And in that, we would often rather falsely blame ourselves, than admit that we don’t know why an element of brokenness or sorrow is in our lives.

And the reason we would often rather falsely blame ourselves is because then we can tell ourselves that we really are in control of our life and how it goes. Because if every brokenness in our life is caused by us, then it would seem that every brokenness in our life can be fixed by us. If the causes are all within our power, then it seems that the solutions must all be in our power as well.

Which brings us back to that first point: that we primarily look to – and we prefer to look to – ourselves for healing and renewal and wholeness, rather than to anyone else.

When there is a problem, we look to ourselves to fix it.

Cultural anthropologist Ernest Becker, in his book Denial of Death, which I mentioned quite a bit last Lord’s Day, pushes this fact further. He essentially says that underneath such efforts to recreate parts of ourselves, is a desire to create ourselves in the first place.

And that might sound a bit odd … but bear with me for a minute.

I don’t know if it’s a universal human tendency, or mainly a tendency in our culture. But either way, it is a tendency for us. We long to create ourselves.

We want to be self-made people – to determine for ourselves who we are. You see this throughout popular entertainment. Whether a more artistic independent film or the most recent animated children’s movie, a theme we see again and again is that we can’t let our parents, or the community we grew up in shape who we are – but we each need to decide for ourselves who we are and who we will be. We need to make ourselves.

Now, granted, sometimes families and communities mis-shape people and fail to appreciate their unique giftings and traits. That of course is true. But many other times people don’t really understand themselves, and they use their freedom to do all sorts of harm to themselves and others, and it’s family and community that can hold them together. Both are possible. Both elements can be good or bad. It’s not categorical. And yet, most of the stories we tell ourselves as a culture – in fact almost all of the stories we tell ourselves as a culture – are categorical: self-determination is good, and being shaped by those around you is bad. We want to be the makers of ourselves.

And this comes out in other places as well. When we tell people about ourselves, we tend to tell a story about how we made and shaped ourselves, emphasizing our role, and downplaying the roles that others had in making us who we are. We want to convince others that we have made ourselves.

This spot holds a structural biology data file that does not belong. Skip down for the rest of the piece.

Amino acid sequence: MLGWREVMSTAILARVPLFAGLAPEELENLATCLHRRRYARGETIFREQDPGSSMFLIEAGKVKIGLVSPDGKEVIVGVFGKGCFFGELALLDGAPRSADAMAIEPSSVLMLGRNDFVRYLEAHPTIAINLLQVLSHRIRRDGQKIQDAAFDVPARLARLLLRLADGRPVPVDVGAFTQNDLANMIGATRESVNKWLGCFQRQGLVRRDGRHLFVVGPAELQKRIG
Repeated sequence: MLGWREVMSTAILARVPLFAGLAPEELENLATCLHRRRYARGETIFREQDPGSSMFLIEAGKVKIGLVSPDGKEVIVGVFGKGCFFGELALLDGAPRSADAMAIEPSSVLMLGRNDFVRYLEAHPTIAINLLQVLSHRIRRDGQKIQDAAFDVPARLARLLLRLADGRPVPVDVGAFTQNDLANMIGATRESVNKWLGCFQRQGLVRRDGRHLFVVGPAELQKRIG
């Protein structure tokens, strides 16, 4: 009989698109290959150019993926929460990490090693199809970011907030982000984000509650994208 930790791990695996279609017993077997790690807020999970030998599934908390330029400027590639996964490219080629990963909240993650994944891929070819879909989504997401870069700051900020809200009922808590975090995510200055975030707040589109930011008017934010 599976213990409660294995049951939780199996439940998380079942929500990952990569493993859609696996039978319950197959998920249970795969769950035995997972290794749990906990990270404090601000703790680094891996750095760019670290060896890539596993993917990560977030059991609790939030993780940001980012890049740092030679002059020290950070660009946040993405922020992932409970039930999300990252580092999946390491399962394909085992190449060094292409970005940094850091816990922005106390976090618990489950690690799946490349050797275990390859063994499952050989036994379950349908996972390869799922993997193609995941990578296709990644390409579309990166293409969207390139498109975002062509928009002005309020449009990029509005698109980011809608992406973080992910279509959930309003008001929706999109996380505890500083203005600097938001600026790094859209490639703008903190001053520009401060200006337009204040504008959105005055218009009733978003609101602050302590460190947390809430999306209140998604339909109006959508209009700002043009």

And that’s also one of the most appealing things about social media. It might be a caricature – a virtualized version of ourselves that is displayed on social media. But it is a virtual person that we get to make – that we get to craft. We put forward whatever perspective we want out there. We decide which foibles to hide and which to try to spin as endearing. We are drawn to the opportunity provided by a virtual version of ourselves to in some sense get to make ourselves.

We are a culture of people who want to believe – and want others to believe – that we have made ourselves. And it is that fact that drives us to believe that we can – that we mustremake ourselves when something is wrong. Which in turn drives us to believe that all of our problems are manageable. We can handle them because we can fix ourselves, because we can make ourselves.

This is how we respond to brokenness in our lives. We seek solutions from ourselves because we long to be the true source of ourselves.

Our text this morning tells us that we are right about one aspect of that, and very wrong about another aspect of that.

It tells us that we are right that there is a connection between who has made us and who can remake us.

And it tells us that we are wrong to believe that the one who can do either of those things is us.

What we see in our passage this morning is that because Jesus created us, Jesus is the one who can recreate us.

Because Jesus created us, Jesus is the one who can recreate us. And the connection to those two things is key to this passage.

In several ways, the way Jesus performs this miracle, and the way John records it, force us to see that connection.

Of course, the connection should already be there for us as we read John’s Gospel. It may be helpful to remember at this point that John began his Gospel in chapter one by telling us: “In the beginning was the Word,” – that is, the pre-incarnate Jesus – “In the beginning was the Word and the Word was with God, and the Word was God. He was in the beginning with God. All things were made through him, and without him was not any thing made that was made. In him was life, and the life was the light of men. The light shines in the darkness, and the darkness has not overcome it.”

John begins by pointing to Jesus’s role in creation, and alludes, in a number of ways, to the creation story of Genesis chapter one. He opens with the same words as the Book of Genesis. He tells us that Jesus was with God the Father as God the Son when all things were made. God created with words in Genesis one, and John identifies Jesus as the Word. He points out that Jesus brings light that shines in the darkness, which reminds us of the first day of creation, when God separated the dark from the light.